I just spent a couple of amazing days at the University of Oxford at a workshop on agrobiodiversity. For me it felt like a true “university” with anthropologists, ecologists, geneticists, archaeobotanists and farmers coming together to share their skills and knowledge.
I learned so much in such a short space of time that I feel a bit overwhelmed. It’ll take me a while to digest it all, if I ever do. Many of the themes that I’ve previously raised on this blog loomed large – farm scale, labour inputs, perennial versus annual crops, biodiversity. I don’t think many of my basic perceptions on these things changed much (well, prejudices are hard to break) but I learned plenty to help me think about them more subtly. Things that particularly resonated for future thought and practice were:
- the possibilities for growing small-scale, low input wheat as outlined by the inspirational John Letts – and why permaculturists should perhaps be less dismissive of this distinguished grass
- the implications of the Neolithic farming package that spread with such apparent rapidity and uniformity across Europe from the Fertile Crescent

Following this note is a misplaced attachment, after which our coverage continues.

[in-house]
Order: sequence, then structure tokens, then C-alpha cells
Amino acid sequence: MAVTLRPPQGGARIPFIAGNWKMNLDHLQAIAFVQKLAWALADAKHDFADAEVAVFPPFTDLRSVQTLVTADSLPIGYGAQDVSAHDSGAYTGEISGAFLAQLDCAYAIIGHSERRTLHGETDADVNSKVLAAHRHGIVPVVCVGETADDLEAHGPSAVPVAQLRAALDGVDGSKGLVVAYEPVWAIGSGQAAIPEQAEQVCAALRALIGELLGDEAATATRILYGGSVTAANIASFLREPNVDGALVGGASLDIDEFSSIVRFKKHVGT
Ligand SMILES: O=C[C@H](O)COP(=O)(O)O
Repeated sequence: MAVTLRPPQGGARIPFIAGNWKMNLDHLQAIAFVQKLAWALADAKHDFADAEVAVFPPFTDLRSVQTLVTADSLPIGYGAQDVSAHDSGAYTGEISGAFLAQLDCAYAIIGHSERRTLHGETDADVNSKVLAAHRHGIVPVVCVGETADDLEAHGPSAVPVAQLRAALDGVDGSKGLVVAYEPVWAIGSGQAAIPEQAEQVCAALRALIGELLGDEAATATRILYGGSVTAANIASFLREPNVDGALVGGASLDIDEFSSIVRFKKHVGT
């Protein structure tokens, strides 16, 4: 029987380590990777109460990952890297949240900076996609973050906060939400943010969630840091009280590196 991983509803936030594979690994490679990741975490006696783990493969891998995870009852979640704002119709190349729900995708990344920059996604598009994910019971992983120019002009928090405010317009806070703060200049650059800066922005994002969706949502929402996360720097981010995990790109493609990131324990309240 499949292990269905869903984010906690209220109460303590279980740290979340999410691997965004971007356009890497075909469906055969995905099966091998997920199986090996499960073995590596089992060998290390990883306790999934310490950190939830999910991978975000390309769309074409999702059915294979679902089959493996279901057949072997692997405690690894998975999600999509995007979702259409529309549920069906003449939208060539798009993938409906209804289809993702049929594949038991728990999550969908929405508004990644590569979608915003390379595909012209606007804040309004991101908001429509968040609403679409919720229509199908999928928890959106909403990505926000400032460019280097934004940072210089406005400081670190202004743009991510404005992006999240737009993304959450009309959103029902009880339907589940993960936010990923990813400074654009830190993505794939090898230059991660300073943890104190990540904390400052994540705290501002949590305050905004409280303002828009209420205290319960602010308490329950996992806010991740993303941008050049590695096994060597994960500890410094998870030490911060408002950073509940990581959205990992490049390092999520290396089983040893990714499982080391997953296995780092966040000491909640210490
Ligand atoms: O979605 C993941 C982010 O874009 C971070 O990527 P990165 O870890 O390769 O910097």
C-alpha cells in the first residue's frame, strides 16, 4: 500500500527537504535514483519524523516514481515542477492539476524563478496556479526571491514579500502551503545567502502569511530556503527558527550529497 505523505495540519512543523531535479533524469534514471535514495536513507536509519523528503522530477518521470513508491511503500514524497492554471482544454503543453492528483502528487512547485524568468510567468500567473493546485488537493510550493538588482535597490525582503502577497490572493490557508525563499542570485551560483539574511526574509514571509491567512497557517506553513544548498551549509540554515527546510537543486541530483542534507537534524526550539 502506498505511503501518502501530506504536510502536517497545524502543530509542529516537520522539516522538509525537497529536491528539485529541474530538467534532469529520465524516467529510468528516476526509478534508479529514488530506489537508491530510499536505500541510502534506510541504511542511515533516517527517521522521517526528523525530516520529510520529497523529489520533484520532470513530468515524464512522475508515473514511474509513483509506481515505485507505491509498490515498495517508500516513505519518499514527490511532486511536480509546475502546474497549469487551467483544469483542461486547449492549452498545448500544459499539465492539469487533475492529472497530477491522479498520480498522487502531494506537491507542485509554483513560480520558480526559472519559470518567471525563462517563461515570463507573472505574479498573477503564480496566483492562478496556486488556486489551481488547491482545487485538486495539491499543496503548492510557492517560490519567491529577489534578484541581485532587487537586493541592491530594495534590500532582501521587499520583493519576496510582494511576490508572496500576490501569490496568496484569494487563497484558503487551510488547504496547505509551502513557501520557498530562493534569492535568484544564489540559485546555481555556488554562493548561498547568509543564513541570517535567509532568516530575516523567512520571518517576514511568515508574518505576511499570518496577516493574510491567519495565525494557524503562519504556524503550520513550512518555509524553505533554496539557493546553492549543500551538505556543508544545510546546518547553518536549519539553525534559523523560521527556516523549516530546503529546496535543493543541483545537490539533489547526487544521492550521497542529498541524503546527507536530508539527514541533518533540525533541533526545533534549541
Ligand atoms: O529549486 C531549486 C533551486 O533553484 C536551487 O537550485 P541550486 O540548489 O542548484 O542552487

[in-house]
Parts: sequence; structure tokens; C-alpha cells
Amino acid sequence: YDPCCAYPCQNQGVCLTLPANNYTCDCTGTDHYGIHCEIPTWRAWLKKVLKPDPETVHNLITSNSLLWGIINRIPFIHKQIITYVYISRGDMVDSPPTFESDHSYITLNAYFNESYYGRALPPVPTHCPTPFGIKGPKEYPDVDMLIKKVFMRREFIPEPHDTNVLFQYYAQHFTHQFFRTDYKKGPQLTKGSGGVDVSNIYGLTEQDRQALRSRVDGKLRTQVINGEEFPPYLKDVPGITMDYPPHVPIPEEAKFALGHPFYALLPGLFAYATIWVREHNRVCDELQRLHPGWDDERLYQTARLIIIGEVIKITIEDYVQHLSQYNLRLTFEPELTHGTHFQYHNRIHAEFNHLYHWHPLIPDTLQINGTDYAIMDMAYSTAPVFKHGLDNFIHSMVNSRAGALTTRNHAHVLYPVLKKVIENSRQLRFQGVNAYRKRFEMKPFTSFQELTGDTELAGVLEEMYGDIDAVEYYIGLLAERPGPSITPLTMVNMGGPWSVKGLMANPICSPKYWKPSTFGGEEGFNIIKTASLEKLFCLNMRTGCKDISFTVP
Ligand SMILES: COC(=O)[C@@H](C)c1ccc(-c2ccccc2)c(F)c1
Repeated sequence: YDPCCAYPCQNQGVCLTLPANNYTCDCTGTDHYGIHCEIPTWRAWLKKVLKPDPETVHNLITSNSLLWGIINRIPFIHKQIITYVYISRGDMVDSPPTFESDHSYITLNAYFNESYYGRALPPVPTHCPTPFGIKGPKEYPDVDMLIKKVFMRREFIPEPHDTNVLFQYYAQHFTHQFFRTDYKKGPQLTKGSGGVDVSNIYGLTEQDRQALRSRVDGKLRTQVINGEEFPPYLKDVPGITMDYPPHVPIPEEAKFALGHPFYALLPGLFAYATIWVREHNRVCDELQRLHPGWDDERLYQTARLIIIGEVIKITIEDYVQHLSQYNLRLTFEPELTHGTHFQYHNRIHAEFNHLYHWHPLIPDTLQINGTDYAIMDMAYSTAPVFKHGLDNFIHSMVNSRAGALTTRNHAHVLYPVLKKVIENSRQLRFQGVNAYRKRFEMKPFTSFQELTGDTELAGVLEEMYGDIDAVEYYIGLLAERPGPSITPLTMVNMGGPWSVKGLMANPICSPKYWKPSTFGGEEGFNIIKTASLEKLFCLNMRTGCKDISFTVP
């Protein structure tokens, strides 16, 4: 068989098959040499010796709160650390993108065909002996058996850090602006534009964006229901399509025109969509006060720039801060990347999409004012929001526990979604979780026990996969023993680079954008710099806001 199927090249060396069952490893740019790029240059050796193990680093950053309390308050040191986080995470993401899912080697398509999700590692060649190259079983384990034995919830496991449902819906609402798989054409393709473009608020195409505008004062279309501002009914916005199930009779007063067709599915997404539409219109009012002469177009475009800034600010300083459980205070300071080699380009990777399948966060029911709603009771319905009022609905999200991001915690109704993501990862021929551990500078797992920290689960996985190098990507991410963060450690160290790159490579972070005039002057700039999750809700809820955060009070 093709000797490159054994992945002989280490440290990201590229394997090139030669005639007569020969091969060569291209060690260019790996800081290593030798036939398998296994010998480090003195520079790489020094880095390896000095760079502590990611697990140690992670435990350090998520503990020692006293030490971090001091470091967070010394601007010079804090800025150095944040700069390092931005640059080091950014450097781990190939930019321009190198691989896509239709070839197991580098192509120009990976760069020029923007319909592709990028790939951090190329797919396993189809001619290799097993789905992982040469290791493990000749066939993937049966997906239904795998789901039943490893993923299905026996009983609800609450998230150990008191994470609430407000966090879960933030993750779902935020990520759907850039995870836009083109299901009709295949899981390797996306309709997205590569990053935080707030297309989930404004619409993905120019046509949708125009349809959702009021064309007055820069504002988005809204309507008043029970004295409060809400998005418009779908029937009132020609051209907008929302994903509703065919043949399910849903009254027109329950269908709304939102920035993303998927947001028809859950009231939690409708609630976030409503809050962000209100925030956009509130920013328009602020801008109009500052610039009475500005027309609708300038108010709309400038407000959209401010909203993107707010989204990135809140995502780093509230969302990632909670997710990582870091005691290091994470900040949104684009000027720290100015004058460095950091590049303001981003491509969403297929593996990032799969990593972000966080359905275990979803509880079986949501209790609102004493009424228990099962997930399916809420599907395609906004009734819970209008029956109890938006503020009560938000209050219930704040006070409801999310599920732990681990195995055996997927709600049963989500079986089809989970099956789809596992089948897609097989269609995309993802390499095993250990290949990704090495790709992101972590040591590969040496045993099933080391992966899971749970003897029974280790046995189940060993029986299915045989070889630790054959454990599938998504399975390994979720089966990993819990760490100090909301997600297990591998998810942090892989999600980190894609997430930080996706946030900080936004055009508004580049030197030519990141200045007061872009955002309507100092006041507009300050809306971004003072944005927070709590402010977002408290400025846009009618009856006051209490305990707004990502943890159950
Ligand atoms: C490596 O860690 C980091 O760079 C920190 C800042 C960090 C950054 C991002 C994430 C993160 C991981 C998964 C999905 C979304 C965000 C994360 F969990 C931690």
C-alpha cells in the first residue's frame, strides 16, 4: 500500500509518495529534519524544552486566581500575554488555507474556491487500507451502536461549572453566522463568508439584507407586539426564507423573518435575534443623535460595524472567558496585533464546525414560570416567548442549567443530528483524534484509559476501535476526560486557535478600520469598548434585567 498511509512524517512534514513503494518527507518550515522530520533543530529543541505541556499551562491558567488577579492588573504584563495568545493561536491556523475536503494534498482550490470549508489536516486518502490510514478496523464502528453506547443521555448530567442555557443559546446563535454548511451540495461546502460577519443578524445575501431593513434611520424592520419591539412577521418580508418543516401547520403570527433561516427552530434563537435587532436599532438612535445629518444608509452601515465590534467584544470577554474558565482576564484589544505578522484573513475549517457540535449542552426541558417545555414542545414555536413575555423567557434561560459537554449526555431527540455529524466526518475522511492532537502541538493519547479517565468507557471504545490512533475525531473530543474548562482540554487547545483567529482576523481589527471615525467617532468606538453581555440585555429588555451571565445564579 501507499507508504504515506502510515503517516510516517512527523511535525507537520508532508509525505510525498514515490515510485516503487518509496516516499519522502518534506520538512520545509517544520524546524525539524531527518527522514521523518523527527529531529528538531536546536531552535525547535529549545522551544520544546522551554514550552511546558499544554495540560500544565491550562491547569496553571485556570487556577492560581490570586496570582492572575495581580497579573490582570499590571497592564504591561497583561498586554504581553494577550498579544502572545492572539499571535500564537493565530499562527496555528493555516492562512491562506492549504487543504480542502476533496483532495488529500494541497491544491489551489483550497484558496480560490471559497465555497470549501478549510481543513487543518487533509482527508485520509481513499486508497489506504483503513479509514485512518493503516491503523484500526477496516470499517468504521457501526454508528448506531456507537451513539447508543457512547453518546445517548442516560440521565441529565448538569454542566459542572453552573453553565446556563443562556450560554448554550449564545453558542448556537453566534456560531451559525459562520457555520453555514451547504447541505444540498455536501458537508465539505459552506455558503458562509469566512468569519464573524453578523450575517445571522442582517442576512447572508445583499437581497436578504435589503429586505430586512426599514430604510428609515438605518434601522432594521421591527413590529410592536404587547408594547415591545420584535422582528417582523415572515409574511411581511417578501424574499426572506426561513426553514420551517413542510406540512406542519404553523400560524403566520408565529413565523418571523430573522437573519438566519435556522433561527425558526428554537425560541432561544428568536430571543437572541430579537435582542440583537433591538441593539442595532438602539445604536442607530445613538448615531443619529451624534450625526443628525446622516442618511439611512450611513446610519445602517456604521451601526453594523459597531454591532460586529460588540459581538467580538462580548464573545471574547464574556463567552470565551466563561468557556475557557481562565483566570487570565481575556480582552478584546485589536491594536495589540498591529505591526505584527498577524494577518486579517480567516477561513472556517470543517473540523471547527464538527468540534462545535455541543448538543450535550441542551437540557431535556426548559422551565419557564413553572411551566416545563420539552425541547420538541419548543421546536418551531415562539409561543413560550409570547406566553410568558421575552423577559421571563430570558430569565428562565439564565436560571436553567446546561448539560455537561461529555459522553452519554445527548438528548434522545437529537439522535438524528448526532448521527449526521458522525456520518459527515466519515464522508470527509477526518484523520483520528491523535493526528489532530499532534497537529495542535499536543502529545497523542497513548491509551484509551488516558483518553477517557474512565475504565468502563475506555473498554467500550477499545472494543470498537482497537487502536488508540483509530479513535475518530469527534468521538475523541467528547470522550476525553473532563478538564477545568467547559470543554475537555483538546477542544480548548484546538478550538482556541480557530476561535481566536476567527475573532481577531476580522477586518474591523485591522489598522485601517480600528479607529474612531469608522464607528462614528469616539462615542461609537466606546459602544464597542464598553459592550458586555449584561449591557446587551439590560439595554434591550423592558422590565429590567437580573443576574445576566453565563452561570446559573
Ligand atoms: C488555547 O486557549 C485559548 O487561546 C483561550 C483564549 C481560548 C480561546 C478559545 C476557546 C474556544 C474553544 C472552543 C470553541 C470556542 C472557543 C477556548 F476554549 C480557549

- the complexities of biomimicry, as described in Doyle McKey’s fascinating work on chinampa systems (not to mention the equally fascinating things he told me over dinner about ants)
- the role of homestead biochar
I learned quite a lot about date palms too, which might prove useful if the climate hots up and my wheat experiments don’t work out.
Listening to various presentations about indigenous small-scale farmers around the world (not least in France) I was struck by how – unlike here in England – these people have so often managed to retain their standing as what I would call “proper farmers”. A proper farmer in this definition is somebody who retains their own capacities to enhance the diversity of the agroecosystem, including the genetic basis of the crops they plant, and who produces food and fibre in sufficiency without making themselves functionaries of commercial systems that furnish them with exotic inputs but ultimately undercut economic and ecological wellbeing.
The irony here is that while we commonly think of European colonialism as destroying the indigenous cultures it met around the world, it may turn out that it wreaked its greatest destruction upon itself in undermining a proper European agriculture. The result, I suspect, may well be the one that acts of hubris usually encounter.